Kingdom Hearts III was easily one of the most anticipated games of last year. Since the original release of Kingdom Hearts II on the PlayStation 2 in 2005, fans anticipated the arrival of the franchise’s next main installment for many years. Finally after fourteen years, two console generations, and countless spin-off games, Kingdom Hearts III arrived in January of 2019. The game was received generally well by fans but was criticized for being a bit underwhelming—though to be fair, a fourteen-year wait for a game will inevitably generate incredibly high expectations. I personally enjoyed my playthrough of Kingdom Hearts III even if I found it a little lacking in its story and the difficulty of its combat.
While I personally consider Kingdom Hearts III to be the weakest of the three mainline games of the franchise, I was excited when downloadable content (DLC) was announced and eagerly awaited to see what it would add to the game. Kingdom Hearts III Re:Mind is divided into three major sections that each present a very different experience for the player, each of which I will cover below.
Violence: As is standard for the Kingdom Hearts franchise, enemies explode into black smoke when defeated. Characters grunt and cry out in pain when struck or killed.
Sexual Content: None.
Spiritual Content: As with the other games in the Kingdom Hearts franchise, there is much talk of the nature of the human heart and its relationship with light and darkness. Characters use magic in battle.
Positive Themes: Re:Mind contains an overarching theme of self-sacrifice and is a story of far one might go in order to save the person that they love.
Re:Mind is the core segment of the DLC and it follows the story of Sora seeking after the lost fragments of Kairi’s heart by traveling back in time to the events of the climactic battle of Kingdom Hearts III. The climax at the Keyblade Graveyard was my personal favorite part of KHIII so I was more than ok with revisiting it. While the player is largely replaying the same levels and boss battles in this segment, the DLC allows the player to play as characters that were previously unplayable in these fights. This can be seen as somewhat hollow fan-service since the boss battles themselves are unchanged, but the boss battles are still a lot of fun and I personally will never turn down the opportunity to play as Roxas dual-wielding Keyblades.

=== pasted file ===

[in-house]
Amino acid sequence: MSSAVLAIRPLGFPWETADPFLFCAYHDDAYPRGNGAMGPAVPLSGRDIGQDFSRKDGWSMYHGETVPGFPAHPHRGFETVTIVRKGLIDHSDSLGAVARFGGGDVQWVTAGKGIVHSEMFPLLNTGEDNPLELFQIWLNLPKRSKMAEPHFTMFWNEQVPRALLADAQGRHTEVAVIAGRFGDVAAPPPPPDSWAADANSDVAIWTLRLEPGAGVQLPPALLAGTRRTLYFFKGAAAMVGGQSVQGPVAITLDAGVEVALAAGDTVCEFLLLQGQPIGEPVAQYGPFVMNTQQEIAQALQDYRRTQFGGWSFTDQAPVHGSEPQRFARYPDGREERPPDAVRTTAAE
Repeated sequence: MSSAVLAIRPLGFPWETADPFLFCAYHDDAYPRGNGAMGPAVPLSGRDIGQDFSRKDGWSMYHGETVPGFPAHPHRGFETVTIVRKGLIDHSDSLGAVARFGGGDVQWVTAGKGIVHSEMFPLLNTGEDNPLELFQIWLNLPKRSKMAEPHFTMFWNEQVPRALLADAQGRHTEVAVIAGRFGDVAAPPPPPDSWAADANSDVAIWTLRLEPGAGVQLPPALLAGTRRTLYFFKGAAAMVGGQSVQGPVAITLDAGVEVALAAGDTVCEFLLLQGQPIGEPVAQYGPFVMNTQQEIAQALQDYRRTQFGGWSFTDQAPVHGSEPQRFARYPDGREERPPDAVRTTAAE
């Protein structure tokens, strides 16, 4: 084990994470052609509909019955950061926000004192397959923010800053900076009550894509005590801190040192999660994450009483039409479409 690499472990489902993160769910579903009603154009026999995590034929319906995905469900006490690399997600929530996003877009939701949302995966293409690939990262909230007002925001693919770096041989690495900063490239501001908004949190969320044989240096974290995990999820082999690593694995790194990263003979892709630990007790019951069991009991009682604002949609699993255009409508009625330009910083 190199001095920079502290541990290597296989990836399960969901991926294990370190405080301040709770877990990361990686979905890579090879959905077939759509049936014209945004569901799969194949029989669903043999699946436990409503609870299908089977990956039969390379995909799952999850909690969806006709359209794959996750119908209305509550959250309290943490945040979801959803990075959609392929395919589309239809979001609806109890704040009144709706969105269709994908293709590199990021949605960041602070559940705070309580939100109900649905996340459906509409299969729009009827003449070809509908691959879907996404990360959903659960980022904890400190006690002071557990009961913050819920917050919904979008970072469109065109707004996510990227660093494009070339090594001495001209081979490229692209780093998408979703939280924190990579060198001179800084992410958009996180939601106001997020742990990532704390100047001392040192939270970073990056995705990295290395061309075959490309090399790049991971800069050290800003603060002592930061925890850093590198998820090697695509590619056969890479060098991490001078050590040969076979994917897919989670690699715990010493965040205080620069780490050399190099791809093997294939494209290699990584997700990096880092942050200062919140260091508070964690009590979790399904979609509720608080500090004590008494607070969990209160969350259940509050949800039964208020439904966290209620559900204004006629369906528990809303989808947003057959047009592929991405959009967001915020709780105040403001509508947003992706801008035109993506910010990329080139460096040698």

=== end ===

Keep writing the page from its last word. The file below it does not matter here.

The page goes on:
However, the game’s repetition can become excruciating at points, as the player is often forced to view the same cutscenes that were KHII with little-to-no changes. While these cutscenes can be skipped, I wish we had gotten new scenes and unique, freshly-recorded voice acting. As a side note, Christopher Lloyd was cast as Xehanort for KH3 Re:Mind because the previous actor, Rutger Haur of Blade-Runner fame, sadly passed away in July of 2019. While Christopher Lloyd is good in the role, his repetition of the exact same lines said by Haur in KH3 draws unnecessary attention to the recasting. Xehanort has so few new lines in Re:Mind that I honestly wonder why they didn’t just use scrapped lines from Rutger Haur instead of recasting him entirely, given how they kept the old lines for the other characters.
While I enjoyed Re:Mind overall, it did raise a big question for me: why wasn’t this content present from the beginning? The Re:Mind segment of the DLC doesn’t add any new world or environments, so it would not have been difficult to add these segments in. Additionally, much of the cinematic content exists to fill in story gaps present in KH3’s main story. Why weren’t these gaps addressed in the base version of KH3? The optimistic side of me suggests that these were legitimate oversights that the developers are now addressing, while the cynical side of me suggests that his content was deliberately held back in order to charge players more money. Given Square Enix’s history with the Kingdom Hearts franchise, I could easily see either being a possibility.
The Limitcut Episode